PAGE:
MoMA’s survey of Dutch artist Aernout Mik’s moving image installations keeps you waiting. Scattered in improbable places throughout the museum, his films often grab viewers with the same immediacy as news media footage. But after ten minutes, it becomes clear that no story will develop. His installations, suspended in time by perpetual loops, construct scenes that are bizarrely unaffected by their duration. Despite the occasional promise of action, Mik’s work is entirely devoid of narrative. While many of them deal with contemporary issues, none of them contribute judgment or interpretation. On the contrary, Mik’s work leaves its audience knowing far less than when they first encountered it.
Some are more effective than others. We were grateful when a reviewer for a prominent art magazine burst out laughing while watching the artist’s earliest installation, Fluff (1996). Unlike some of Mik’s films which implicitly encourage the audience to find a story where there is none, Fluff doesn’t contain even the suggestion of narrative. During the film, a group of men in what appears to be warehouse sit and stand, take off their pants and shirts, and put on a mask. Occasionally, some invisible force pelts them with greenish wads of what is presumably fluff. “Look at that guy,” the reviewer said, referring to one of the men in the video. “He’s trying so hard not to laugh.”
His newer works, however, deal with the absurd without descending into absurdity themselves. The footage in Scapegoats and Schoolyard, on the second floor, blur the boundary between documentary and fiction in a way that highlights the futility of seeking truth or even meaning in what we see. Both works draw on a collective consciousness familiar with images of brutality, strife, war and civic unrest. In fact, upon first glance either could be taken from newsreels of current events. (In fact, Raw Footage is the only piece edited from actual news documents.)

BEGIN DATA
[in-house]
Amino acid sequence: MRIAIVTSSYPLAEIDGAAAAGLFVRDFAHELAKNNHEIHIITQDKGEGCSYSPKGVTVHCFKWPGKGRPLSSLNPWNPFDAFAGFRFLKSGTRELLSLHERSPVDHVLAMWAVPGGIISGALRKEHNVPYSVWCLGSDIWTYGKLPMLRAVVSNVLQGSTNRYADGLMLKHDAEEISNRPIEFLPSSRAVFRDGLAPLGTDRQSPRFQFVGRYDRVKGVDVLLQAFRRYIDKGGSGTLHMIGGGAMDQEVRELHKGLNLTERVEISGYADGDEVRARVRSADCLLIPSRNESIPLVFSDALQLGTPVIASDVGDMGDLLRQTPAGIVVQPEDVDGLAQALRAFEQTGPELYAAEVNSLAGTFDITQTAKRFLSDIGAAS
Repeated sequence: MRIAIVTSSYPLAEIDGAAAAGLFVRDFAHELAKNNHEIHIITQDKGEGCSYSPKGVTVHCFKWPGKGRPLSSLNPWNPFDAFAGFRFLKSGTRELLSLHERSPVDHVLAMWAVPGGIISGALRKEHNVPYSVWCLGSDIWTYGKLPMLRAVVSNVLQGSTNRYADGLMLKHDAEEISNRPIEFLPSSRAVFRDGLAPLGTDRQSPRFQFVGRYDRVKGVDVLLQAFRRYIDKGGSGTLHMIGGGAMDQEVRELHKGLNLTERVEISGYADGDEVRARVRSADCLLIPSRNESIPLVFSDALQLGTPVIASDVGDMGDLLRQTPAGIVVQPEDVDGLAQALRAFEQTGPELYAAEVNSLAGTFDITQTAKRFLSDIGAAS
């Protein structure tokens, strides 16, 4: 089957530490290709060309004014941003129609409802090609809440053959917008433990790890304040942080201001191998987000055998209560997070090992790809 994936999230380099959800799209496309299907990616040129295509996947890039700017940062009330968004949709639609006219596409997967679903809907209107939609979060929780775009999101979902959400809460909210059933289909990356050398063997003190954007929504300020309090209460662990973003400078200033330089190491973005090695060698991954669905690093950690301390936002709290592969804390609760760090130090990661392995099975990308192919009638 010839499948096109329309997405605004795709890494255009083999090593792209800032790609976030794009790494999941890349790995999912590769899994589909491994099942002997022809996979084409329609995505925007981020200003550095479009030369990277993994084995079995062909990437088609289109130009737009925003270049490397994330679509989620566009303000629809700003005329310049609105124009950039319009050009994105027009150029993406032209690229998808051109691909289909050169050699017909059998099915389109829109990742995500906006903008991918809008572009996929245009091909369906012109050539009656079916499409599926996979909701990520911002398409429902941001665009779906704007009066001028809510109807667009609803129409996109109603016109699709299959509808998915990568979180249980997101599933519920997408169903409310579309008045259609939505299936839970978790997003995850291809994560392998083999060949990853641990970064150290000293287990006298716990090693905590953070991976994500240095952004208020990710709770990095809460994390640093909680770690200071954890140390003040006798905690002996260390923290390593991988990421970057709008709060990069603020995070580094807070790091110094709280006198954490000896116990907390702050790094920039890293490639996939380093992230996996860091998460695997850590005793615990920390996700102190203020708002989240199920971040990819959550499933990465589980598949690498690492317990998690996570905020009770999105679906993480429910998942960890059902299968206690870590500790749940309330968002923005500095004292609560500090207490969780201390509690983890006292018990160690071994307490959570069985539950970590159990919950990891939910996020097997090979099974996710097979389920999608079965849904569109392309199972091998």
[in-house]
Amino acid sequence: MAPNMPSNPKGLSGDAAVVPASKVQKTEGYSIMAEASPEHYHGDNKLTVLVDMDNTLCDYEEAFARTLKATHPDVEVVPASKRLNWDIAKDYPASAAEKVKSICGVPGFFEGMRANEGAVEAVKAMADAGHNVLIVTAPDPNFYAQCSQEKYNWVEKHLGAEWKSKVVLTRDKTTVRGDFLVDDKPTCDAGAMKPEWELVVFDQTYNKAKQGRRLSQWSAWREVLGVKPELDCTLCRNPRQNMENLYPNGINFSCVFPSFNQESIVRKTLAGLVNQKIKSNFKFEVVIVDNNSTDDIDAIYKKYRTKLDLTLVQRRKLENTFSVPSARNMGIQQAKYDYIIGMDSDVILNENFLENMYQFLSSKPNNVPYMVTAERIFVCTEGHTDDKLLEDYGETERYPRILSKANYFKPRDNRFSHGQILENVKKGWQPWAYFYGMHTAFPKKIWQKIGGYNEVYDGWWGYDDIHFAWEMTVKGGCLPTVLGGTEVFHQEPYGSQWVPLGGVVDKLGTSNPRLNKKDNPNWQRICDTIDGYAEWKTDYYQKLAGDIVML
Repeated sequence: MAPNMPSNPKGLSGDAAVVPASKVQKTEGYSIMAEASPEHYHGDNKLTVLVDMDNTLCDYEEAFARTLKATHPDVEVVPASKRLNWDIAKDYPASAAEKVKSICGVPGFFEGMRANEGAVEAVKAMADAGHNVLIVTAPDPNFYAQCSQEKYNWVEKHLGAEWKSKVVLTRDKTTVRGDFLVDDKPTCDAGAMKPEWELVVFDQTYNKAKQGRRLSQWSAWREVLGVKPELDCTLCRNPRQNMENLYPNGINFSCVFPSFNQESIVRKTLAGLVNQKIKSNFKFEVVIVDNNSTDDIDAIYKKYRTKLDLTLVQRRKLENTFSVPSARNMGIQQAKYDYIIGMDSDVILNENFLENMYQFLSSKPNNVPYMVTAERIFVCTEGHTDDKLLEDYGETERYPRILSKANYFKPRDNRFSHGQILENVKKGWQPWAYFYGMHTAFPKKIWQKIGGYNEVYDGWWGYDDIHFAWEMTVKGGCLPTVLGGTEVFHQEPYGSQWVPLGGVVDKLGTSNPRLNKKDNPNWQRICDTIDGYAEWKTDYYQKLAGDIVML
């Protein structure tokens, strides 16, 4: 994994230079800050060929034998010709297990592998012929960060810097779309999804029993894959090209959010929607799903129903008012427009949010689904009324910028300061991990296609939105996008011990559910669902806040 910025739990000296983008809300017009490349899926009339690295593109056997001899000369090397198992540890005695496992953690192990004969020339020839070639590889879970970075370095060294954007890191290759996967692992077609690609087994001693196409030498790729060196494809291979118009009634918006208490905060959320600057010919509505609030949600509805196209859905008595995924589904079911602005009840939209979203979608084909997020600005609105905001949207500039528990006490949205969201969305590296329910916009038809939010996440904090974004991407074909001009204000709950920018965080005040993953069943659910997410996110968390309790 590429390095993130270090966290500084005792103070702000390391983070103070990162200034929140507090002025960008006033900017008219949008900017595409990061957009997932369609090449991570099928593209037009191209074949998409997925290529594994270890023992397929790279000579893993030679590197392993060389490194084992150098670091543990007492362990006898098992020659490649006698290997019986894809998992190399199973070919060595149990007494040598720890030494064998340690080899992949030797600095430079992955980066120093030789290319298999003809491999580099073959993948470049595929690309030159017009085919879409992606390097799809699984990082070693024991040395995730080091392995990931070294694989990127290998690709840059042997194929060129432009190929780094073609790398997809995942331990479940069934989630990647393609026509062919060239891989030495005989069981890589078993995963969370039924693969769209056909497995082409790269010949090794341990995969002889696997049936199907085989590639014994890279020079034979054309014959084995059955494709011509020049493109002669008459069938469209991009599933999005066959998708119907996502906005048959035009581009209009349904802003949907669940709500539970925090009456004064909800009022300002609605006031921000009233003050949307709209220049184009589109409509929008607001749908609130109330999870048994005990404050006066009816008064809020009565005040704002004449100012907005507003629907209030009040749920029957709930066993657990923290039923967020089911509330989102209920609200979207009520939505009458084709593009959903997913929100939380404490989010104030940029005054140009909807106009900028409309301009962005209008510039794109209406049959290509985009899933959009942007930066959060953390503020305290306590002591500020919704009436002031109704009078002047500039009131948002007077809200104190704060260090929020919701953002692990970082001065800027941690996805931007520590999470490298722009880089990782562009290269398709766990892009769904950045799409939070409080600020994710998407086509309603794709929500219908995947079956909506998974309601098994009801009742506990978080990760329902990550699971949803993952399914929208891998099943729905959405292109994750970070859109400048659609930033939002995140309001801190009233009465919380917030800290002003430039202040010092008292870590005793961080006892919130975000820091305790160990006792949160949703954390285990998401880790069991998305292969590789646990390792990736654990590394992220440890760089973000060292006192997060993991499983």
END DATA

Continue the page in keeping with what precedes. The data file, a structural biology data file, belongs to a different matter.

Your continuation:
Scapegoats presents us with an undefined military operation in a sports arena where we immediately recognize the fatigues, the weapons, the world weary faces. Although our instinct is to discern the details, no further story develops. After a few minutes, our familiarity and understanding becomes ignorance and confusion. Not only does this removal from reality make us consider the events taking place on the screen differently, it also asks us to consider the way we perceive the screen.
While it can bewilder in some places, Mik’s work is notable for the way it asks its audience to question our notions of time, narrative, meaning and ultimately truth. Throughout the exhibit, we heard people grasping at ways to describe what they experienced — responses ranged from profoundly simple to maddeningly pretentious. One man tried to communicate his take on Schoolyard, saying, “It’s like the film is like removing my brain from reality.” The woman next to him turned around and said, “I don’t feel that way at all. I think he’s unintentionally mocking a Greek worship ritual.” We suspect this is exactly the type of discourse that Mik hopes to encourage.
MoMA hosts a Gallery Talks event on the Aernout Mik exhibit on May 15 at 11:30 a.m. Click here for more details.